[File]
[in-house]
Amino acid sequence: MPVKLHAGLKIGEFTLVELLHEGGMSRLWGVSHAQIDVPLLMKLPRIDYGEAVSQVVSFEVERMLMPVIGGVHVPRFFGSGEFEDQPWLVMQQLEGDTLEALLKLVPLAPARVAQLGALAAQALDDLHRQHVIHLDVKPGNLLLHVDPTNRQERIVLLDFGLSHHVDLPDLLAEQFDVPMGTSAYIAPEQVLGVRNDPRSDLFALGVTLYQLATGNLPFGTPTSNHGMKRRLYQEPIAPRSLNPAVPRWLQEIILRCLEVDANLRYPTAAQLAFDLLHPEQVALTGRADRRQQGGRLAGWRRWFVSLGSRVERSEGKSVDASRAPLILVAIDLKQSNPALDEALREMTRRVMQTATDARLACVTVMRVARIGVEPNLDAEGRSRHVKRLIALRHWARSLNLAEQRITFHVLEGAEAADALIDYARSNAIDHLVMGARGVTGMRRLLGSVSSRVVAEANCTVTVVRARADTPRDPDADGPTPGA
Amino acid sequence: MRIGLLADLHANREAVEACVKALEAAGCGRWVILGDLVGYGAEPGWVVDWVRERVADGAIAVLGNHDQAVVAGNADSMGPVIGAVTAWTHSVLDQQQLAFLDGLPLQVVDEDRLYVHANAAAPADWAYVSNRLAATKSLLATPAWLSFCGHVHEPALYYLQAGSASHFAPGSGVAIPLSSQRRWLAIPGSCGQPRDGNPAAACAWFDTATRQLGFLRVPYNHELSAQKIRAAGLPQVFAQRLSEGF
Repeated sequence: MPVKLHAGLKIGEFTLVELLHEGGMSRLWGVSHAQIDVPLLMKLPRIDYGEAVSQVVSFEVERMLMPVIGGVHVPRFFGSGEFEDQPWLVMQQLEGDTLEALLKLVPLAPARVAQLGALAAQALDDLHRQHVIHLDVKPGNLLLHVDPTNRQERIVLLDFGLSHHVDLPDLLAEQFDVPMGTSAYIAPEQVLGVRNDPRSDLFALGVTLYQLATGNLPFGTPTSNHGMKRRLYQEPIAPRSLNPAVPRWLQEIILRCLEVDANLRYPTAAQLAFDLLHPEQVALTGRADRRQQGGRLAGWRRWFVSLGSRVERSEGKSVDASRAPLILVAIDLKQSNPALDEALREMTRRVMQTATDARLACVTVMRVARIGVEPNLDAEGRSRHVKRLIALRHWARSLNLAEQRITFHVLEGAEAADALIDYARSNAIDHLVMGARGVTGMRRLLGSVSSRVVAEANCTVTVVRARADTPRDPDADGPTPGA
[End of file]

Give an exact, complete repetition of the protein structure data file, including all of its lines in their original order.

[in-house]
Amino acid sequence: MPVKLHAGLKIGEFTLVELLHEGGMSRLWGVSHAQIDVPLLMKLPRIDYGEAVSQVVSFEVERMLMPVIGGVHVPRFFGSGEFEDQPWLVMQQLEGDTLEALLKLVPLAPARVAQLGALAAQALDDLHRQHVIHLDVKPGNLLLHVDPTNRQERIVLLDFGLSHHVDLPDLLAEQFDVPMGTSAYIAPEQVLGVRNDPRSDLFALGVTLYQLATGNLPFGTPTSNHGMKRRLYQEPIAPRSLNPAVPRWLQEIILRCLEVDANLRYPTAAQLAFDLLHPEQVALTGRADRRQQGGRLAGWRRWFVSLGSRVERSEGKSVDASRAPLILVAIDLKQSNPALDEALREMTRRVMQTATDARLACVTVMRVARIGVEPNLDAEGRSRHVKRLIALRHWARSLNLAEQRITFHVLEGAEAADALIDYARSNAIDHLVMGARGVTGMRRLLGSVSSRVVAEANCTVTVVRARADTPRDPDADGPTPGA
Amino acid sequence: MRIGLLADLHANREAVEACVKALEAAGCGRWVILGDLVGYGAEPGWVVDWVRERVADGAIAVLGNHDQAVVAGNADSMGPVIGAVTAWTHSVLDQQQLAFLDGLPLQVVDEDRLYVHANAAAPADWAYVSNRLAATKSLLATPAWLSFCGHVHEPALYYLQAGSASHFAPGSGVAIPLSSQRRWLAIPGSCGQPRDGNPAAACAWFDTATRQLGFLRVPYNHELSAQKIRAAGLPQVFAQRLSEGF
Repeated sequence: MPVKLHAGLKIGEFTLVELLHEGGMSRLWGVSHAQIDVPLLMKLPRIDYGEAVSQVVSFEVERMLMPVIGGVHVPRFFGSGEFEDQPWLVMQQLEGDTLEALLKLVPLAPARVAQLGALAAQALDDLHRQHVIHLDVKPGNLLLHVDPTNRQERIVLLDFGLSHHVDLPDLLAEQFDVPMGTSAYIAPEQVLGVRNDPRSDLFALGVTLYQLATGNLPFGTPTSNHGMKRRLYQEPIAPRSLNPAVPRWLQEIILRCLEVDANLRYPTAAQLAFDLLHPEQVALTGRADRRQQGGRLAGWRRWFVSLGSRVERSEGKSVDASRAPLILVAIDLKQSNPALDEALREMTRRVMQTATDARLACVTVMRVARIGVEPNLDAEGRSRHVKRLIALRHWARSLNLAEQRITFHVLEGAEAADALIDYARSNAIDHLVMGARGVTGMRRLLGSVSSRVVAEANCTVTVVRARADTPRDPDADGPTPGA